The Connecticut Port Authority launched a public-private partnership tied to development of a major offshore wind-to-energy project without proper authority to do so, the State Contracting Standards Board concluded Friday.
The watchdog agency also concluded that the $523,000 “success” fee the Connecticut Port Authority paid to a consulting firm closely tied to a former member is eerily similar to the “finder’s fees” scandal that sent a former state treasurer to prison in 2001.
“This is just terrible in terms of open, fair bidding,” contracting board chairman Lawrence Fox said during Friday’s meeting, held via teleconference. “I can’t think of anything that is less fair.”
The port authority and Gov. Ned Lamont announced a deal in February 2020 to work with Eversource and its Denmark-based partner, Ørsted North America, to transform New London into the green energy capital of the Northeast. Wind turbine components assembled at the port would support an offshore wind-to-energy project ultimately capable of generating 4,000 megawatt hours of electricity.
The authority must seek fro m the state any project costs that exceed the private partners’ investment of $75 million, according to the port authority’s executive director, John Henshaw. The current overall cost estimate exceeds $220 million.
A state law permitting public-private partnerships had expired in January 2020, one month before the deal with Eversource and Ørsted North America had been executed. A 2021 statute would again allow public-private partnerships but only for the Department of Transportation.
More importantly, whenever such partnerships have been permitted, the legislature’s budget-writing committees have been required to conduct public hearings on the matter — which didn’t occur, the report states.
“There is no record that the CPA had the statutory authority to execute a public- private partnership after January 1, 2020,” it added.
In a written response attached to the report, the port authority contends it gained such powers when lawmakers established it in 2015 and ordered it to direct economic development at the state’s deep water ports.
And while the agreement with Eversource and Ørsted North America actually refers to a public-private partnership, the port authority added in its comments that “the phrase “’public-private partnership’ is widely used term and should not be taken to reference” the agreements regulated in state law.
The contracting board does not have authority to block the project and chiefly is limited to making recommendations to Lamont and the General Assembly.
The contracting board also voted Friday to ask Attorney General William Tong to clarify existing state law regarding “finder’s fees.”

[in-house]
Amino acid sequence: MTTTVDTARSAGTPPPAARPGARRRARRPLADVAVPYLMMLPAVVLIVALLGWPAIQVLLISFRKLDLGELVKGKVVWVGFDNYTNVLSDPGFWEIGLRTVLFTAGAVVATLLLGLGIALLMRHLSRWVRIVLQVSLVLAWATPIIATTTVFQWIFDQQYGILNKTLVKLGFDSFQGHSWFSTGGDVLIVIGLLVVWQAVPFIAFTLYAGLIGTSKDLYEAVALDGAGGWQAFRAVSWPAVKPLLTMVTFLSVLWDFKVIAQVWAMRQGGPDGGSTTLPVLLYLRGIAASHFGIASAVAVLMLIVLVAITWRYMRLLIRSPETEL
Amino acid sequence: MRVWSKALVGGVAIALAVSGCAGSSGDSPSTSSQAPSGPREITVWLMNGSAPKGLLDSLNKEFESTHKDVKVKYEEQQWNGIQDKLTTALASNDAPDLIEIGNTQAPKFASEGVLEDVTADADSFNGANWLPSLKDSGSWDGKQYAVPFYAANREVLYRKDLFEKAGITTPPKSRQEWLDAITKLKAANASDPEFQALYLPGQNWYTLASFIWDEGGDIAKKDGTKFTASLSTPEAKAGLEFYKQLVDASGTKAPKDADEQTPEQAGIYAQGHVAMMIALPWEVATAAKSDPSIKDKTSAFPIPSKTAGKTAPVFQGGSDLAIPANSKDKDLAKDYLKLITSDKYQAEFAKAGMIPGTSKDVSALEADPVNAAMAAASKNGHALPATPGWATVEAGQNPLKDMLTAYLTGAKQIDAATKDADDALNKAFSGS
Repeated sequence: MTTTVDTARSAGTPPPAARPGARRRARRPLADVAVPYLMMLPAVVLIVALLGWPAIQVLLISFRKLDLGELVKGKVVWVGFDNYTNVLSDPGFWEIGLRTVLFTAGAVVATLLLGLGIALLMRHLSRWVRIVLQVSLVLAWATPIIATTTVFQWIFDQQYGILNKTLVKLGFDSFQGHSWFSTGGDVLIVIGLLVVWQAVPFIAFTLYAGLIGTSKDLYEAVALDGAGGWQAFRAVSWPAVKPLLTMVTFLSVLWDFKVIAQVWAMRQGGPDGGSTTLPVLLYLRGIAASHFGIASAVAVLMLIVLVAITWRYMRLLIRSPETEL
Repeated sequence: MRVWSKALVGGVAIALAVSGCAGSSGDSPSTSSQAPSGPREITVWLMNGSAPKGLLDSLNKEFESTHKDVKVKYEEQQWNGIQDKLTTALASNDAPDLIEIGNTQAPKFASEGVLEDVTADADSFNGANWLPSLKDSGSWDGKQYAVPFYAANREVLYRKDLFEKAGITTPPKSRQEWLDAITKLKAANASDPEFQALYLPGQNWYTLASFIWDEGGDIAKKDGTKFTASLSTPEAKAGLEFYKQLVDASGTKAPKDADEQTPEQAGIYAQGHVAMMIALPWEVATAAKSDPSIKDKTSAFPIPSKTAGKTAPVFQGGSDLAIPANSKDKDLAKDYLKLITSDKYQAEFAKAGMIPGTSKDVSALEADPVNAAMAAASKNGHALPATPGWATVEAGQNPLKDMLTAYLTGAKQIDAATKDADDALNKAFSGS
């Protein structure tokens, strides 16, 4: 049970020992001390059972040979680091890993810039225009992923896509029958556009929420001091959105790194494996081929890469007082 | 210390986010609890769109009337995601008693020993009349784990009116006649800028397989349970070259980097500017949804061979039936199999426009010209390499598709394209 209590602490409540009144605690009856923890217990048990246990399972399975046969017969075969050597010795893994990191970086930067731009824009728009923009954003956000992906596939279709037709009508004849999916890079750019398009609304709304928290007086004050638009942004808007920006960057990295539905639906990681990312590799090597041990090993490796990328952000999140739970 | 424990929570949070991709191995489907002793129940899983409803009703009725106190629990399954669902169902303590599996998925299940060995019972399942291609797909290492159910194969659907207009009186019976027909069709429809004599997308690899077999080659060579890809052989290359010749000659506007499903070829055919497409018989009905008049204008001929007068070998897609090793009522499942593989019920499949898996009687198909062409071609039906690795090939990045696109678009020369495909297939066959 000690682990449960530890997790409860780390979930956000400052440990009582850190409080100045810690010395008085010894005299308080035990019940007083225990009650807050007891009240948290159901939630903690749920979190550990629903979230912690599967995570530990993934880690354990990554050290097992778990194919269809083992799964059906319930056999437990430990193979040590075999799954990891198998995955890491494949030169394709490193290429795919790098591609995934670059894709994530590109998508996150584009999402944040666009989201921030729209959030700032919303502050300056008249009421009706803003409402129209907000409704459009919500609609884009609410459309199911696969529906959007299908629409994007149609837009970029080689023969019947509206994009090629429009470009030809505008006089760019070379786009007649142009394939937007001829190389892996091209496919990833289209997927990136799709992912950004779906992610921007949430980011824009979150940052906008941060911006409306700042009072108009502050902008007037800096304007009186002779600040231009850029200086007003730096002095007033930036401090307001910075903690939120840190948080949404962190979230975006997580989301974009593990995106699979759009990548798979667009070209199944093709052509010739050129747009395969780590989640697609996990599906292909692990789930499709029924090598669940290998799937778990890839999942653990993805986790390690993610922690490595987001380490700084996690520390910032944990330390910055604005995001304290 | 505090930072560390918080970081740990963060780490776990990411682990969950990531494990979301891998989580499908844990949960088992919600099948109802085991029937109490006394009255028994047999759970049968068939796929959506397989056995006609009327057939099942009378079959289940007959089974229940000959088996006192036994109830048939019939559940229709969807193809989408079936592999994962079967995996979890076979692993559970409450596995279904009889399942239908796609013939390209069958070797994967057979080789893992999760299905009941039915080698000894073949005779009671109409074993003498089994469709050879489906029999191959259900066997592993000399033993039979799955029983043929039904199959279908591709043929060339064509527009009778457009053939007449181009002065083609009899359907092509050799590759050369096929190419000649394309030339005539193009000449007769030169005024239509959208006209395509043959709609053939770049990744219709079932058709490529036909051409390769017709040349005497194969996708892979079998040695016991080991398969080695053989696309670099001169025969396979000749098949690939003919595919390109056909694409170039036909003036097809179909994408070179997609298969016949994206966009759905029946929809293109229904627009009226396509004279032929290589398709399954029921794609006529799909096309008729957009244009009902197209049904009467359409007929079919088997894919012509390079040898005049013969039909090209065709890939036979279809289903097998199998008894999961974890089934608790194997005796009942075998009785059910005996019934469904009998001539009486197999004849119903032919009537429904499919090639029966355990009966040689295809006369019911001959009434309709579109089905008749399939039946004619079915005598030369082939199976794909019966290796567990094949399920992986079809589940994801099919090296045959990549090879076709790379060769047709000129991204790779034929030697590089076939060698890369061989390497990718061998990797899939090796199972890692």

The panel specifically is questioning whether the port authority violated that law when it paid $700,000 to Seabury Capital Group in May 2018 to help with the search for an operator of the state pier in New London. That search led to the hiring of Gateway Terminal, a firm that brought its wind farm partners — Eversource and Ørsted North America — into the picture.
That $700,000 payment included a $523,000 “success” or reward fee — and that happened three months after Henry Juan III of Greenwich, who was a managing director with Seabury, resigned from the authority board.
When the port authority initially sought a consulting group to help find a pier operator, it specified in an April 2018 amendment to the bid documents that no success fees would be paid.
Seabury received the contract in May and success fees were included, the report states.
“Why did the success fees come back into the contract?” asked contracting board member Lauren Gauthier, who outlined the report at Friday’s meeting.
“While they are not [called] ‘finder’s fees,’” she added, “they do ring similar.”
The General Assembly banned “finder’s fees” in statute following a scandal in the late 1990s that sent then-state Treasurer Paul Silvester to prison.
The West Hartford Republican was sentenced to 21 months after admitting he had accepted kickbacks, often referred to as “finder’s fees,” in exchange for steering investment of state-controlled pension funds.
Fox said afterward that contracting board members didn’t draw comparisons lightly.
“It sounds like what happened at port authority is a kind of finder’s fee by another name,” he said. “We don’t like this practice. We don’t think there’s a state benefit to this.”
“Should we receive a request for an opinion from the State Contracting Review Board, we will review it,” Tong’s spokeswoman, Elizabeth Benton, said Friday. “We have an open and active investigation into the Connecticut Port Authority and therefore cannot comment further.”
Should Tong conclude there was no violation of the finder’s fee statute, Fox added, the authority will ask the legislature to expand existing law to prohibit such “success fees” in the future.
David Kooris, who became chairman of the port authority’s board of directors in the summer of 2019 — one year after the Seabury contract was approved — said at Friday’s meeting that “the port authority very much appreciates the thoughtful review.”
Kooris also pledged that the authority would work with the contracting board and the legislature to further review these issues.
“We’ve got a lot to talk about in detail in the coming months,” he said.